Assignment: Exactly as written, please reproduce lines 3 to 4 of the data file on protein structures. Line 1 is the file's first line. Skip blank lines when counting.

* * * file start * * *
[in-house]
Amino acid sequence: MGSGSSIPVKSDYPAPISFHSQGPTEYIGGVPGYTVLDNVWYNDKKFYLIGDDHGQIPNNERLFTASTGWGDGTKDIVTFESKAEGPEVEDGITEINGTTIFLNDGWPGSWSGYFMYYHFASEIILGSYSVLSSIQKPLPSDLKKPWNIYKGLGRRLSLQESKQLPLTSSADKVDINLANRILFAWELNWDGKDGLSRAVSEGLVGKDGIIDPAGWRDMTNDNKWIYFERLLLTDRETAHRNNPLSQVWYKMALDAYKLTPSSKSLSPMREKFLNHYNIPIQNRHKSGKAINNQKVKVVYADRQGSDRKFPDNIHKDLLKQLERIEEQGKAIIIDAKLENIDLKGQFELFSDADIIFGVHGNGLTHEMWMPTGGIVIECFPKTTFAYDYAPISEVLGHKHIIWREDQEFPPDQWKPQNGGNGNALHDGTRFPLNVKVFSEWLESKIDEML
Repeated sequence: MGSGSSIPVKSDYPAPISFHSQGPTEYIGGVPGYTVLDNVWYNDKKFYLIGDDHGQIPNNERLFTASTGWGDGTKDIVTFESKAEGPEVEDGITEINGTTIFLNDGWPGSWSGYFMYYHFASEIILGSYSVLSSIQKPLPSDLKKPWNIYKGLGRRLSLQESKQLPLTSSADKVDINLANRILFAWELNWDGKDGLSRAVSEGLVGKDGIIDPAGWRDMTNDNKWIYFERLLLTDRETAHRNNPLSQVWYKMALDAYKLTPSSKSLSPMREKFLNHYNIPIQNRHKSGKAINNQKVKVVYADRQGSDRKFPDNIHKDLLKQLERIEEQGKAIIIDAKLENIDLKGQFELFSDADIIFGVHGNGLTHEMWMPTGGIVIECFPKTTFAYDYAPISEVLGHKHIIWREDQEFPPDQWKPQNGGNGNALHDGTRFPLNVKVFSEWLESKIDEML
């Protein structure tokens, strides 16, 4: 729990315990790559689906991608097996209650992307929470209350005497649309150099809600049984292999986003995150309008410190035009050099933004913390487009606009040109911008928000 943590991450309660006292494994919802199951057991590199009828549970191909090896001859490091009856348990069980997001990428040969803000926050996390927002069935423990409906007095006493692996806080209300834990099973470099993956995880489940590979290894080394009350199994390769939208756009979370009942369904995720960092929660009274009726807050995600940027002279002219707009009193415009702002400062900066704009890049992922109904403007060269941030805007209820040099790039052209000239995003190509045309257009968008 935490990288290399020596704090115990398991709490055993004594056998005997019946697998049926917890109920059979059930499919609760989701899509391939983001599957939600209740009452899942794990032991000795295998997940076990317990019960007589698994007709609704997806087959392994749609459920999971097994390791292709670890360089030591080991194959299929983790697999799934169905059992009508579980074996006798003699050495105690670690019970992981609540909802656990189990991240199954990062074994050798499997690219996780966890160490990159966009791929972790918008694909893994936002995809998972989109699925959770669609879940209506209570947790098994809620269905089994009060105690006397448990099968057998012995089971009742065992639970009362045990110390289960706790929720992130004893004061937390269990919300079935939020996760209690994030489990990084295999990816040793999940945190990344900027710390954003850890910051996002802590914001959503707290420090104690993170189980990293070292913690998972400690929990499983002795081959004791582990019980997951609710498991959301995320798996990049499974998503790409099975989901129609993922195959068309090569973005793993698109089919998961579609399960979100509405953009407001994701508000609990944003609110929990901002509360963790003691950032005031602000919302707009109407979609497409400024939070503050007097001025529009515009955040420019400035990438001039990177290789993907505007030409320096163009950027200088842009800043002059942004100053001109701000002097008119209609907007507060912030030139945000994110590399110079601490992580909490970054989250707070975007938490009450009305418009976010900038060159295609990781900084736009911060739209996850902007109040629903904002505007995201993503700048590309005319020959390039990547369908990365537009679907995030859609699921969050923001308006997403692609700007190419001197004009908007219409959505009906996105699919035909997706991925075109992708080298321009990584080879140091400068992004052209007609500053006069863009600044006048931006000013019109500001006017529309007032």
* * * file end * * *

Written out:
Repeated sequence: MGSGSSIPVKSDYPAPISFHSQGPTEYIGGVPGYTVLDNVWYNDKKFYLIGDDHGQIPNNERLFTASTGWGDGTKDIVTFESKAEGPEVEDGITEINGTTIFLNDGWPGSWSGYFMYYHFASEIILGSYSVLSSIQKPLPSDLKKPWNIYKGLGRRLSLQESKQLPLTSSADKVDINLANRILFAWELNWDGKDGLSRAVSEGLVGKDGIIDPAGWRDMTNDNKWIYFERLLLTDRETAHRNNPLSQVWYKMALDAYKLTPSSKSLSPMREKFLNHYNIPIQNRHKSGKAINNQKVKVVYADRQGSDRKFPDNIHKDLLKQLERIEEQGKAIIIDAKLENIDLKGQFELFSDADIIFGVHGNGLTHEMWMPTGGIVIECFPKTTFAYDYAPISEVLGHKHIIWREDQEFPPDQWKPQNGGNGNALHDGTRFPLNVKVFSEWLESKIDEML
């Protein structure tokens, strides 16, 4: 729990315990790559689906991608097996209650992307929470209350005497649309150099809600049984292999986003995150309008410190035009050099933004913390487009606009040109911008928000 943590991450309660006292494994919802199951057991590199009828549970191909090896001859490091009856348990069980997001990428040969803000926050996390927002069935423990409906007095006493692996806080209300834990099973470099993956995880489940590979290894080394009350199994390769939208756009979370009942369904995720960092929660009274009726807050995600940027002279002219707009009193415009702002400062900066704009890049992922109904403007060269941030805007209820040099790039052209000239995003190509045309257009968008 935490990288290399020596704090115990398991709490055993004594056998005997019946697998049926917890109920059979059930499919609760989701899509391939983001599957939600209740009452899942794990032991000795295998997940076990317990019960007589698994007709609704997806087959392994749609459920999971097994390791292709670890360089030591080991194959299929983790697999799934169905059992009508579980074996006798003699050495105690670690019970992981609540909802656990189990991240199954990062074994050798499997690219996780966890160490990159966009791929972790918008694909893994936002995809998972989109699925959770669609879940209506209570947790098994809620269905089994009060105690006397448990099968057998012995089971009742065992639970009362045990110390289960706790929720992130004893004061937390269990919300079935939020996760209690994030489990990084295999990816040793999940945190990344900027710390954003850890910051996002802590914001959503707290420090104690993170189980990293070292913690998972400690929990499983002795081959004791582990019980997951609710498991959301995320798996990049499974998503790409099975989901129609993922195959068309090569973005793993698109089919998961579609399960979100509405953009407001994701508000609990944003609110929990901002509360963790003691950032005031602000919302707009109407979609497409400024939070503050007097001025529009515009955040420019400035990438001039990177290789993907505007030409320096163009950027200088842009800043002059942004100053001109701000002097008119209609907007507060912030030139945000994110590399110079601490992580909490970054989250707070975007938490009450009305418009976010900038060159295609990781900084736009911060739209996850902007109040629903904002505007995201993503700048590309005319020959390039990547369908990365537009679907995030859609699921969050923001308006997403692609700007190419001197004009908007219409959505009906996105699919035909997706991925075109992708080298321009990584080879140091400068992004052209007609500053006069863009600044006048931006000013019109500001006017529309007032």